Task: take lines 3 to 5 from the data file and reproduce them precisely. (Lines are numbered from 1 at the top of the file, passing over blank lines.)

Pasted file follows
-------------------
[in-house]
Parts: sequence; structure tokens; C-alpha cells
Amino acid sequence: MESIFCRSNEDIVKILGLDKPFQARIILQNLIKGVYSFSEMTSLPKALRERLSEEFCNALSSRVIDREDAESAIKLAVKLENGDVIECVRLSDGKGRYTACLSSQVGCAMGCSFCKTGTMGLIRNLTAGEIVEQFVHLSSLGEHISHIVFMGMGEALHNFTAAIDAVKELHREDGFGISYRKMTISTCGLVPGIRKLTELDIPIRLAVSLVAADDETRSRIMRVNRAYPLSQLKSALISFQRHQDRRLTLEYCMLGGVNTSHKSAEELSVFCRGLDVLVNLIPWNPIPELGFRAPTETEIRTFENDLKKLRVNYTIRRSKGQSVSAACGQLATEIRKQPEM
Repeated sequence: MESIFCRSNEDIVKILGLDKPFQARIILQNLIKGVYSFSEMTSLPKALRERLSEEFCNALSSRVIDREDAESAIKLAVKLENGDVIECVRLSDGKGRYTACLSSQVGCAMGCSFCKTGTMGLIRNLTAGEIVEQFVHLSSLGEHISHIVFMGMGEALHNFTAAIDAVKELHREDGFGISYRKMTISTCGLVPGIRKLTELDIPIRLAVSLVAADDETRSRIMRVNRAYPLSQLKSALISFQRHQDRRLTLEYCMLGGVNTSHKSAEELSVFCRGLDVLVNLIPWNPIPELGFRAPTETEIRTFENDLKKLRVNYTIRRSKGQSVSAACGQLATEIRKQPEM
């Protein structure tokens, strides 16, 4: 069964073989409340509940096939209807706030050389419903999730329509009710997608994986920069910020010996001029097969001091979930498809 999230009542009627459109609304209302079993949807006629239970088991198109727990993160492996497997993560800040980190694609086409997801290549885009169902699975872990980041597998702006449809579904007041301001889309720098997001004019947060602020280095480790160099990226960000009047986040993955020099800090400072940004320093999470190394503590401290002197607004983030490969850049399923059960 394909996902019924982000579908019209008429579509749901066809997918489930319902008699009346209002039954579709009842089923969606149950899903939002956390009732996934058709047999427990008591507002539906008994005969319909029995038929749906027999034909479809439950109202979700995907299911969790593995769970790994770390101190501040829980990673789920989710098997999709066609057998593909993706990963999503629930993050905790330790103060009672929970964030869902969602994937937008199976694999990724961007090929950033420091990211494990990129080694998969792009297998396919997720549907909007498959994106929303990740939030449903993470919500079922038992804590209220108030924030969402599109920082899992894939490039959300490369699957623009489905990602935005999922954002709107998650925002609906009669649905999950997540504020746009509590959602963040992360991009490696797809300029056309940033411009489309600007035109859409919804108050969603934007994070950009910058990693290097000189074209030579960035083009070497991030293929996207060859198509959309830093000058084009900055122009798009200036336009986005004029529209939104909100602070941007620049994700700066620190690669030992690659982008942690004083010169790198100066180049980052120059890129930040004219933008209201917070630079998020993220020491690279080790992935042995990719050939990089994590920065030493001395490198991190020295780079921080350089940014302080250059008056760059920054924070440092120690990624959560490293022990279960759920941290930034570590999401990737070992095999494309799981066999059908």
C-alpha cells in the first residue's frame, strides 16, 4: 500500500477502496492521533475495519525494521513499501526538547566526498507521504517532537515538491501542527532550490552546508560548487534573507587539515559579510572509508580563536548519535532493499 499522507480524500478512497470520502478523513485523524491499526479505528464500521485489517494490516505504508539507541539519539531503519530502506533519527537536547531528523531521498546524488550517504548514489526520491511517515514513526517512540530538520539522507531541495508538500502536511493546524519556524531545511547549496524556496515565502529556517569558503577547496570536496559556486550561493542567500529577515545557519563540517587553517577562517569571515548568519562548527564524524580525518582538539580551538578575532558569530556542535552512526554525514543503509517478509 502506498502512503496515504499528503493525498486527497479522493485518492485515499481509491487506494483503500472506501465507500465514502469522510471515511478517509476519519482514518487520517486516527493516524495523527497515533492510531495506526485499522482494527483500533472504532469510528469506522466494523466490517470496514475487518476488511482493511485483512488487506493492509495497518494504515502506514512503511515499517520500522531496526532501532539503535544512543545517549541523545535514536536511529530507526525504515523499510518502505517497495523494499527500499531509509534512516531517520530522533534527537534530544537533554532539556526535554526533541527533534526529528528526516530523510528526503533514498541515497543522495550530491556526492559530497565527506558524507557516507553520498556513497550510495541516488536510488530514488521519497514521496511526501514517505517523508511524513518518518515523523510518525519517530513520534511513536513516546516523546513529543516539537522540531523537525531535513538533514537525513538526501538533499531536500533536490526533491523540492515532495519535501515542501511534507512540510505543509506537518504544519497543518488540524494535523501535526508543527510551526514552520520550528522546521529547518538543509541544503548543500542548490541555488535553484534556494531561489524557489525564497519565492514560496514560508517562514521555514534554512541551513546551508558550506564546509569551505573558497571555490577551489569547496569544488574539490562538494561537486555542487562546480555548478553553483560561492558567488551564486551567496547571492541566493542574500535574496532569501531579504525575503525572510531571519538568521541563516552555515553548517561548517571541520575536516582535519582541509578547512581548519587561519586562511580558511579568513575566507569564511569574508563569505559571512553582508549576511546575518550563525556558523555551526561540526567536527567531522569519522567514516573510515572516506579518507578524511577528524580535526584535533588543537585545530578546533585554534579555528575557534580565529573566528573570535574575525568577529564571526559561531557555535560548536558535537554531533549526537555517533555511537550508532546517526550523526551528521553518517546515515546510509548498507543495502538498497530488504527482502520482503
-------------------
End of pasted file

Amino acid sequence: MESIFCRSNEDIVKILGLDKPFQARIILQNLIKGVYSFSEMTSLPKALRERLSEEFCNALSSRVIDREDAESAIKLAVKLENGDVIECVRLSDGKGRYTACLSSQVGCAMGCSFCKTGTMGLIRNLTAGEIVEQFVHLSSLGEHISHIVFMGMGEALHNFTAAIDAVKELHREDGFGISYRKMTISTCGLVPGIRKLTELDIPIRLAVSLVAADDETRSRIMRVNRAYPLSQLKSALISFQRHQDRRLTLEYCMLGGVNTSHKSAEELSVFCRGLDVLVNLIPWNPIPELGFRAPTETEIRTFENDLKKLRVNYTIRRSKGQSVSAACGQLATEIRKQPEM
Repeated sequence: MESIFCRSNEDIVKILGLDKPFQARIILQNLIKGVYSFSEMTSLPKALRERLSEEFCNALSSRVIDREDAESAIKLAVKLENGDVIECVRLSDGKGRYTACLSSQVGCAMGCSFCKTGTMGLIRNLTAGEIVEQFVHLSSLGEHISHIVFMGMGEALHNFTAAIDAVKELHREDGFGISYRKMTISTCGLVPGIRKLTELDIPIRLAVSLVAADDETRSRIMRVNRAYPLSQLKSALISFQRHQDRRLTLEYCMLGGVNTSHKSAEELSVFCRGLDVLVNLIPWNPIPELGFRAPTETEIRTFENDLKKLRVNYTIRRSKGQSVSAACGQLATEIRKQPEM
């Protein structure tokens, strides 16, 4: 069964073989409340509940096939209807706030050389419903999730329509009710997608994986920069910020010996001029097969001091979930498809 999230009542009627459109609304209302079993949807006629239970088991198109727990993160492996497997993560800040980190694609086409997801290549885009169902699975872990980041597998702006449809579904007041301001889309720098997001004019947060602020280095480790160099990226960000009047986040993955020099800090400072940004320093999470190394503590401290002197607004983030490969850049399923059960 394909996902019924982000579908019209008429579509749901066809997918489930319902008699009346209002039954579709009842089923969606149950899903939002956390009732996934058709047999427990008591507002539906008994005969319909029995038929749906027999034909479809439950109202979700995907299911969790593995769970790994770390101190501040829980990673789920989710098997999709066609057998593909993706990963999503629930993050905790330790103060009672929970964030869902969602994937937008199976694999990724961007090929950033420091990211494990990129080694998969792009297998396919997720549907909007498959994106929303990740939030449903993470919500079922038992804590209220108030924030969402599109920082899992894939490039959300490369699957623009489905990602935005999922954002709107998650925002609906009669649905999950997540504020746009509590959602963040992360991009490696797809300029056309940033411009489309600007035109859409919804108050969603934007994070950009910058990693290097000189074209030579960035083009070497991030293929996207060859198509959309830093000058084009900055122009798009200036336009986005004029529209939104909100602070941007620049994700700066620190690669030992690659982008942690004083010169790198100066180049980052120059890129930040004219933008209201917070630079998020993220020491690279080790992935042995990719050939990089994590920065030493001395490198991190020295780079921080350089940014302080250059008056760059920054924070440092120690990624959560490293022990279960759920941290930034570590999401990737070992095999494309799981066999059908």